Thomas Greiss has had success as a backup this year. Alex Stalock turned heads when he shut out the Phoenix Coyotes in relief of Antti Niemi after a strong rookie season in Worcester. JP Anderson made a name for himself in the Penticton Rookie Tournament.
But what about Tyson Sexsmith?
Of all the talk about the strength of San Jose's stable of minor league goalies, you hardly ever heard Tyson Sexsmith's name mentioned the last couple of years. True, he had a few poor seasons recovering from injury. True, he hasn't exactly lit up the minor leagues.
Well, that is, before this year. The 22 year old Sexsmith is currently fourth in the AHL in save percentage (.931) and third in goals against (1.80) after starting 12 games for San Jose's top developmental affiliate. He's lighting up the AHL as one of the up and coming goalies in the league, even though at one point it was questioned if he would ever be a successful netminder.
It's a question he's faced before.
"My parents always wanted me to be a player, and they said that focusing on your skating was the most important thing," said Sexsmith, who's parents thought he would be better suited as a forward or defenseman. But at seven years old, the young man made a choice, "I'd practice half as a player and half as a goalie."
The lifelong comittment to goaltending, with an emphasis on practice, practice, practice, seems to be paying off for Sexsmith. After a rough 2010-2011 campaign, he has become more of what the Sharks organization thought he would be when they drafted him 91st overall in the 2007 NHL entry draft. This quick rise didn't come without a few bumps on the way, though.
It was a tough year for him last year, as he struggled through injuries and saw himself slipping down the list of promising goalies in the San Jose system.
"When I broke my hand, it obviously wasn't what I wanted to have happen, but it's out of your control," said Sexsmith. "You're missing ten, twelve weeks with that injury, and I was obviously disappointed."
However, through injury, Sexsmith continued to train and make himself stronger. After coming back and proving himself with Stockton of the ECHL, he caught his break: a call up to the AHL Worcester Sharks. "I think the turning point was when I was called up to Worcester and I was able to play in some games," claimed Sexsmith, who had only played a handful of matches during the season at any level. "I felt like I played well and I finally showed what I could do. Most important, I finally got the trust back from the guys in the dressing room, which was huge."
Once that ball got rolling, and he gained confidence, Sexsmith built on the opportunity. "Coming into this year, it just took off from where it was last year, it felt like I had pretty good numbers. The guys in front of me, though, played well and overall I'd say it was pretty easy to play with this group of guys."
"I just wanted to go out and battle every night and get a chance to play the next night. Obviously, with the past two seasons that I had, they weren't what I expected them to be. So I really had something to prove coming into this season. From the start I tried to give the team a chance to win every night."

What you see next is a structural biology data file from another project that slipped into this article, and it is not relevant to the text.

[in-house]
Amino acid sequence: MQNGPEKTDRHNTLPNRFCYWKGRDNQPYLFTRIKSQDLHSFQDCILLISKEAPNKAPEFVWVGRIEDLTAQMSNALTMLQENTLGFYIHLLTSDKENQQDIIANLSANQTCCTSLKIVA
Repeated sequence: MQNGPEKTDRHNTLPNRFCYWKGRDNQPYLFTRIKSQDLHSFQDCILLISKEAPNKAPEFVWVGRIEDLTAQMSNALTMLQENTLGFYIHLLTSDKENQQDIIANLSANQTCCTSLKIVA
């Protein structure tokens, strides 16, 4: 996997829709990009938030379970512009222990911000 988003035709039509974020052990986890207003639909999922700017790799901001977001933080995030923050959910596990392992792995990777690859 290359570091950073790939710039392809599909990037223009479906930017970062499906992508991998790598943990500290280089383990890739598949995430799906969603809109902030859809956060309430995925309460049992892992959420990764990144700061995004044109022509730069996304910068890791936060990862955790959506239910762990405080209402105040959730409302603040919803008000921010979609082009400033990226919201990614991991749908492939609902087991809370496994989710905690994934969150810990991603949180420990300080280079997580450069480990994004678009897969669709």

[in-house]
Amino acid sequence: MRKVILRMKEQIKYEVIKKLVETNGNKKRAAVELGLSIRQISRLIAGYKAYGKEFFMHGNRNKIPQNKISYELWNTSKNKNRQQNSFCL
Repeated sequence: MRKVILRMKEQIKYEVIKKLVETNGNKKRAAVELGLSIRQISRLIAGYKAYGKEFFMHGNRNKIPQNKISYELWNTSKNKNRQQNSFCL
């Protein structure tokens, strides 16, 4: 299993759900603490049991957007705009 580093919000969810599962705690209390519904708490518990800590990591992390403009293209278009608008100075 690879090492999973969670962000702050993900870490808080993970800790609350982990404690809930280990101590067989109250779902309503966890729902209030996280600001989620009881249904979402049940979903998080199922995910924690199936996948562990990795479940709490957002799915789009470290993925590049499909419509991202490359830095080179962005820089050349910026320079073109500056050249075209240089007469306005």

That he has. Sexsmith has allowed just 1.80 goals per game on average for Worcester this year. Although the team hasn't had the season they wanted so far (especially in a difficult month of November), Sexsmith hasn't been the problem. In fact, he's been one of the lone bright spots.
You wouldn't know it from talking to him, though. As you saw above, Sexsmith is quick to deflect the praise from himself to his teammates. While he knows that he's having a good year, he thanked his defense on multiple occasions and claimed them a factor in his newfound success.
"I feel that I'm seeing the puck well, stated Sexsmith, "a compliment to the team, the defense boxing out and allowing me to see those shots. This year, I feel like I'm on top of pucks and seeing everything - but when I get in a groove and get going it feels like I'm back in junior, when I would play almost every game. You know, I feel like I have the same mentality this year as I did last year, that nothing it going to beat me. The confidence and trust in your teammates and having them trust in you. It's a feeling that you get when you really trust in someone."
Sexsmith, who plays a "hybrid-butterfly style" by his own description, is a player who shies away from the flash and the spotlight.
"I feel like everything should be a routine save for me," said the confident young man. "I feel like I'm technically sound. I like to make the routine save, I'm not a flashy goalie by any means. I'm not going to be the one who swings his glove on a save, I'm just going to have it in the right place and make everything look easy. It's the way I've always wanted to play and it's the way that I play."
That play is paying off in spades for both Sexsmith and San Jose. While there is certainly competition for that holy grail of roster spots (one of two net minding spots with the big club), Sexsmith takes that competition as a positive.
"I think it definitely helps. Obviously there's friendly competition and it forces you to be better. Sometimes you may think it's too many goalies," Sexsmith joked, "but obviously they don't."
The road to the NHL won't be easy, but Sexsmith seems prepared and ready. Does the unflappable goaltender have any weaknesses?
"You'd have to ask Nick Petrecki," laughed Sexsmith, "he's always the guy that's giving it to me."